81/F De novo 46,XX,del(5)(q13q33)(2)/46,sl,del(11)(p12)(cp2)/46,sl,t(X;6)(p22.1;q13),del(12)(p11.2), del(16)(q12.1)(15)/ nonclonal with clonal abnormalities(1) 4.8 71 CRi 
66/F Secondary Insufficient Metaphase (46,XX(6)/nonclonal(2)) 1.5 48 CR 
84/M De novo 85-88 < 4n >, XXYY,i(1)(q10),-2,-3,-7,-9,-17,i(17)(q10),+18(cp15)/46,XY(4)/8n(1) 76  
65/F De novo Normal 5.2 20 CR 
68/M De novo 44,X-Y,-3,del(5)(q22q35),del(6)(q13), del(17)(p11.2)(5)/43,sl,-11,der(19)t(1 1;19) (q12;p13.3)(3)/44,sl,+mar1(cp3)/ 44,sl,add(19)(p13.3)(cp2)/44,sl,+mar2(2)/46,XY(5) 0.5 14  
70/M De novo Normal 11.3 65  
73/M Secondary 46,XY,del(7)(q21)(13)/46,XY(6)/nonclonal(1) 39.8 39  
67/M De novo 43,XY,-3,del(5)(q13),-7,del(8)(p12), dic(11;12)(p11.2;p11.2), add(15)(p11.1), 16,add(17)(p11.2),+mar(18)/46,XY(1)/nonclonal(1) 0.2 15  
70/M De novo 46,XY,inv(3)(q21q26)(10)/46,XY(10) 0.5 23 CR 
83/M Secondary 46,XY,del(12)(p11.2p13)(3)/45,idem,-7(22).ish del(12)(ETV6-) 0.8 34 CRu 

Cru indicates unconfirmed complete remission for the elderly patient who had peripheral blood count recovery but who refused BM evaluation after treatment, as noted in the text; and WBC, white blood cell.

Table 2

Patient response

Relapsed/refractory patients, age, y/sexNo. previous inductionsPretreatment karyotypePresenting WBC × 103/μL% BM blastsResponse
75/M 46,XY,dup(1)(q21q41)(2)/46,XY,del(3)(p21.1p21.3)(2)/46,XY(16) 1.8  
66//F 46,XX,del(5)(q22q33)(1)/55–56,sl,+1,+2,+8, del(8)(p11.2p23)x2,+9,+10,+11, del(12)(q13q15),+13,+14,+14,add(14)(q32),-17,add(18)(p11.2), add(19)(p13.2), +21,+22,del(22)(q13), +mar1, +mar2,+mar3,+mar4(cp8)/55–56,sdl1,add(4)(q32), -add(14)(q32)(cp5)/46,XX(5)/nonclonal(1) 0.9 42  
67/M Normal 0.6 42 CRi 
50/F 46X,t(x;10;11),del(12p) 22 86  
77/F Unobtainable (dry tap) 2.1 63  
32/M 45,X,-Y,t(8;21)(q22;q22)cp7)/46,XY(13) 1.6 18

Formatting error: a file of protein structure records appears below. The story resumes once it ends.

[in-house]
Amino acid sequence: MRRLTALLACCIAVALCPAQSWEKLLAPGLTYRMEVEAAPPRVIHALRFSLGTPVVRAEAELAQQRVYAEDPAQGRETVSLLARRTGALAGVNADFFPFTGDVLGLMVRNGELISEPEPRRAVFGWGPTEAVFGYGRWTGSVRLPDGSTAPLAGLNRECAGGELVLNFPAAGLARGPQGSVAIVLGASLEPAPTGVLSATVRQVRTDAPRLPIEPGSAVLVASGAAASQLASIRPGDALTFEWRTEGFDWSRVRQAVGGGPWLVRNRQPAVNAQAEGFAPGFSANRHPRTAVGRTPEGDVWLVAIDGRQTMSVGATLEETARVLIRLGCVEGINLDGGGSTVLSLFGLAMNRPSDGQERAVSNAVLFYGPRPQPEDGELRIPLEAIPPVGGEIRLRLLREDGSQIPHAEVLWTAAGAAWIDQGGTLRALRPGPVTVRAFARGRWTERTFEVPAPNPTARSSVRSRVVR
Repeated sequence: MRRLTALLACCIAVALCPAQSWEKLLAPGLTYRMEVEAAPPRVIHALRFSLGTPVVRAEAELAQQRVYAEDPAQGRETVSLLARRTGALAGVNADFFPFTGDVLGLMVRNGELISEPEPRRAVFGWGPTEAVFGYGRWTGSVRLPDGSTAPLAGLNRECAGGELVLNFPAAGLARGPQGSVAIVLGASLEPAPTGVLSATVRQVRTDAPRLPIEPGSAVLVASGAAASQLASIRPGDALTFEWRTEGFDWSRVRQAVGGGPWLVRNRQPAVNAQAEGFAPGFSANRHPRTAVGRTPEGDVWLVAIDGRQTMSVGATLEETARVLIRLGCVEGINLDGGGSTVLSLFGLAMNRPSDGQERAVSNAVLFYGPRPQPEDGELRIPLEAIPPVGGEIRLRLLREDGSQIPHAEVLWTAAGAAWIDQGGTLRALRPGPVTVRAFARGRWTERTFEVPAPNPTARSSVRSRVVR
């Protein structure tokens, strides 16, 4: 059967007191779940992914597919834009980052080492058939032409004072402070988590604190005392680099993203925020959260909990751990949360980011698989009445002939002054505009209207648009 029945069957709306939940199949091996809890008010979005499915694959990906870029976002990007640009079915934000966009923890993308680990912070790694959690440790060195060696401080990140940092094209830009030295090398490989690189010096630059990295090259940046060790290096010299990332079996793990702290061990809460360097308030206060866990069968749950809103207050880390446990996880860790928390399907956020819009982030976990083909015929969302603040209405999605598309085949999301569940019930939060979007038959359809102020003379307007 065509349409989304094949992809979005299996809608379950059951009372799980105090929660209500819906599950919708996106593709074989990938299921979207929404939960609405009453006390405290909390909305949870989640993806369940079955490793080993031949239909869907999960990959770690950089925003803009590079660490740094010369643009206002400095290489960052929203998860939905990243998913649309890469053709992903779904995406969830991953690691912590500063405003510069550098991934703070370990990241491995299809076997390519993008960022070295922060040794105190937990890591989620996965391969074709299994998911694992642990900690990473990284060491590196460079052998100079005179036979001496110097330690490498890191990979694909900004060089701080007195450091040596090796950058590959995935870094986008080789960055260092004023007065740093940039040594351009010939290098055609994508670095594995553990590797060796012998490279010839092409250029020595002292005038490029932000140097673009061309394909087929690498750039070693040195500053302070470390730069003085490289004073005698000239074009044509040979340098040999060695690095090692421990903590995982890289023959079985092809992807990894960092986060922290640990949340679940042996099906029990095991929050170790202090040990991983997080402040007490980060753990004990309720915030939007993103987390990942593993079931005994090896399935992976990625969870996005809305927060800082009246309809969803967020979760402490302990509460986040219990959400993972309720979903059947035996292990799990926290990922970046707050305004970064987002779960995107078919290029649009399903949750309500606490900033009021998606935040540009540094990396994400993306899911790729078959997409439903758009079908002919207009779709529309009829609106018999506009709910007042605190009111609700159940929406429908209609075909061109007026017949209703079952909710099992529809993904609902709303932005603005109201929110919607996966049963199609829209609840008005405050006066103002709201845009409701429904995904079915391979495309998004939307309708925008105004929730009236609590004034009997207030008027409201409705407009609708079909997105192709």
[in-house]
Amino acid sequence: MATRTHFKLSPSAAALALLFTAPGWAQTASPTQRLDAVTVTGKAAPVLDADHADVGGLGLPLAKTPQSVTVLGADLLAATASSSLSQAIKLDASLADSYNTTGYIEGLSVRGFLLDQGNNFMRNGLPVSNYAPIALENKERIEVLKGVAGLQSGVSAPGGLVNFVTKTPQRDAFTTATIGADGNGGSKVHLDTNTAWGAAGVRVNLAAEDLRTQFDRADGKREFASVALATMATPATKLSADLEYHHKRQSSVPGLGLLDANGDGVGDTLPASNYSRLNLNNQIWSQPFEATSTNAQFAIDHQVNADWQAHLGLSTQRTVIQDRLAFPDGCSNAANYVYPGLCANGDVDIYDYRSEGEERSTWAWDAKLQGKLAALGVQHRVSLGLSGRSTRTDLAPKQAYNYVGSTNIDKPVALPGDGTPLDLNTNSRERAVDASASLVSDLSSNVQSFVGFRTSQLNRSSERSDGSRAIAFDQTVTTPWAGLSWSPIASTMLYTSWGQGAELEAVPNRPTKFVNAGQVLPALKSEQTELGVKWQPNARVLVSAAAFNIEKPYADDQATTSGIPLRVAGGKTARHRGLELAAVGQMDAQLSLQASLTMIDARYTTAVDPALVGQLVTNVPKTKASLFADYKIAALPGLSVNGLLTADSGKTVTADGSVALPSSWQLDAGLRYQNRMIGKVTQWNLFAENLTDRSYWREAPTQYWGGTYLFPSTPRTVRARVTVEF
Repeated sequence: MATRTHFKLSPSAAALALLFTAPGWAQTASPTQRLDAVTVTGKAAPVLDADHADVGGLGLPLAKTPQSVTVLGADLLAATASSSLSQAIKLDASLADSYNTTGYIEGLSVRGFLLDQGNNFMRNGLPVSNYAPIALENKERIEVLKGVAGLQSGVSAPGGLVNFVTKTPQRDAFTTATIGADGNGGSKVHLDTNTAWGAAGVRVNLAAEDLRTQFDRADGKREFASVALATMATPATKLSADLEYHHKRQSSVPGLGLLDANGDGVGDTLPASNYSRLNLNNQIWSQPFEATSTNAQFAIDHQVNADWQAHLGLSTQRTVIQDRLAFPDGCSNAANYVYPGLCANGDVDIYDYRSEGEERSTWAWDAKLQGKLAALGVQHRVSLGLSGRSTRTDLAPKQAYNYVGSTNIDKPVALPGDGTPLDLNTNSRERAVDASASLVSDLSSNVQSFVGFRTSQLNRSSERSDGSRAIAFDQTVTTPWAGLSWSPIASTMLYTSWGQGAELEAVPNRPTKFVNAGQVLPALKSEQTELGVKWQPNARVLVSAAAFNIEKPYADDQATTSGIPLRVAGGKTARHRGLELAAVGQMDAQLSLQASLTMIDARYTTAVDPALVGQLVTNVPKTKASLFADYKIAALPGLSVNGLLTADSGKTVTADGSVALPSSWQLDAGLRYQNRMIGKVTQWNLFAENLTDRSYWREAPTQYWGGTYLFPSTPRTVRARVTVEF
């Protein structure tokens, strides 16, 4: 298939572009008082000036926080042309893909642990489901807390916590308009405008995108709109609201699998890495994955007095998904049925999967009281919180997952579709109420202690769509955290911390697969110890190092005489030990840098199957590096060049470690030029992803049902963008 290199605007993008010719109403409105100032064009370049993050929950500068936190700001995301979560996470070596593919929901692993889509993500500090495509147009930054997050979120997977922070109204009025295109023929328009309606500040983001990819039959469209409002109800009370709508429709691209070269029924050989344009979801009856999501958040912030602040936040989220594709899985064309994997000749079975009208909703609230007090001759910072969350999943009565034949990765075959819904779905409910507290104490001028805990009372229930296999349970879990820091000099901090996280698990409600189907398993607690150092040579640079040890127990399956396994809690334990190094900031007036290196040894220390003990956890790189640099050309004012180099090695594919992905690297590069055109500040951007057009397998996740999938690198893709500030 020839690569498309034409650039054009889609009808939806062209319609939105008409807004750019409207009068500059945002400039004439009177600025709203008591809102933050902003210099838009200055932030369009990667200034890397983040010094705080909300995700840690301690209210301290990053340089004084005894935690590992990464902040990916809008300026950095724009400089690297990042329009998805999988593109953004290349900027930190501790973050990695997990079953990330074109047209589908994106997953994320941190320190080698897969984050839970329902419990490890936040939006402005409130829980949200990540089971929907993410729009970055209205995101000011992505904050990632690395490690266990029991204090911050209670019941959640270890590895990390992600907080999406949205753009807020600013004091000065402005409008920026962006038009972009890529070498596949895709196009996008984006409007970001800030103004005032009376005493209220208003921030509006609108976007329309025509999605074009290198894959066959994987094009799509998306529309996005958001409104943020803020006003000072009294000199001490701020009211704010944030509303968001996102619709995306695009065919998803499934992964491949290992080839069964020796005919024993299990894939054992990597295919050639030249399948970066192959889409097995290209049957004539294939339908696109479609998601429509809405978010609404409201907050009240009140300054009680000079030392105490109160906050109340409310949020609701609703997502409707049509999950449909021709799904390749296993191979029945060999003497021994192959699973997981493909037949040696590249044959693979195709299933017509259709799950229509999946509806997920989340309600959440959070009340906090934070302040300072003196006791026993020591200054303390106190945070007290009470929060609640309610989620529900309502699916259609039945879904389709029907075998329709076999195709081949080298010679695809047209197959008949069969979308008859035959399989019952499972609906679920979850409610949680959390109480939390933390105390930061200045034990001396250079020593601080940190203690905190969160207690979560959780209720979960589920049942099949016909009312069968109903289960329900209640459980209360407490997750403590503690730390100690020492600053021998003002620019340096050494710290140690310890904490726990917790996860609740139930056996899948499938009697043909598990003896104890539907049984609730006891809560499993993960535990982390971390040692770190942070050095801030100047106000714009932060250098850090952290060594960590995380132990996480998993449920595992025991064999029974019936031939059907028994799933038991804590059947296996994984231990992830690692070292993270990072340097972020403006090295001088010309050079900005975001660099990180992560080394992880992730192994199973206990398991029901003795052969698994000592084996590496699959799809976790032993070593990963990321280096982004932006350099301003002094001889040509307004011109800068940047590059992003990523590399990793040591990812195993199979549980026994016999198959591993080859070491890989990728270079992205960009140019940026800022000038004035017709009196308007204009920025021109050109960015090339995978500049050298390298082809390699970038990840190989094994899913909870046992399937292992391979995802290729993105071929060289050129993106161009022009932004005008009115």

70/M 94 < 4n >, XXYY,+13,+13(9)/46,XY(11) 1.2 31  
73/M Normal 0.4 19 CRi 
57/M 47,XY,+8[16]/47,idem,t(2;12)(p16;q21)[1]/non-clonal abnormalities[3] 6.8 81  
Relapsed/refractory patients, age, y/sexNo. previous inductionsPretreatment karyotypePresenting WBC × 103/μL% BM blastsResponse
75/M 46,XY,dup(1)(q21q41)(2)/46,XY,del(3)(p21.1p21.3)(2)/46,XY(16) 1.8  
66//F 46,XX,del(5)(q22q33)(1)/55–56,sl,+1,+2,+8, del(8)(p11.2p23)x2,+9,+10,+11, del(12)(q13q15),+13,+14,+14,add(14)(q32),-17,add(18)(p11.2), add(19)(p13.2), +21,+22,del(22)(q13), +mar1, +mar2,+mar3,+mar4(cp8)/55–56,sdl1,add(4)(q32), -add(14)(q32)(cp5)/46,XX(5)/nonclonal(1) 0.9 42  
67/M Normal 0.6 42 CRi 
50/F 46X,t(x;10;11),del(12p) 22 86  
77/F Unobtainable (dry tap) 2.1 63  
32/M 45,X,-Y,t(8;21)(q22;q22)cp7)/46,XY(13) 1.6 18  
70/M 94 < 4n >, XXYY,+13,+13(9)/46,XY(11) 1.2 31  
73/M Normal 0.4 19 CRi 
57/M 47,XY,+8[16]/47,idem,t(2;12)(p16;q21)[1]/non-clonal abnormalities[3] 6.8 81  

WBC indicates white blood cell.

Dose escalation and treatment

Three patients were treated at dose level 1. Four patients were treated at dose level 2 because 1 patient was removed from study as the result of disease-related thrombosis. This event was not judged to be related to the drug because the patient had presented with AML originally with extensive deep-venous thrombosis thought to be related to malignancy and had an inferior vena cava filter placed 11 months earlier. Dose level 3 was expanded to 6 patients because of safety concerns after an infection-related death during induction in 1 patient. Six additional patients were treated at the highest planned dose of bortezomib (1.3 mg/m2 on days 5, 8, 12, and 15); 1 respiratory death before cycle 2 occurred at this dose. Patients received a median of 2 cycles of treatment (range, 1-14). Only 2 patients received treatment with both drugs beyond 3 cycles. By design, bortezomib treatment was discontinued after 3 cycles in patients without response; neuropathy occurring after cycle 2 required the discontinuation of bortezomib in 3 patients. One patient received the combination of both drugs for 8 cycles, then decitabine alone for 6 additional cycles; the other received the combination for 4 cycles, then decitabine alone for 6 additional cycles.

Toxicities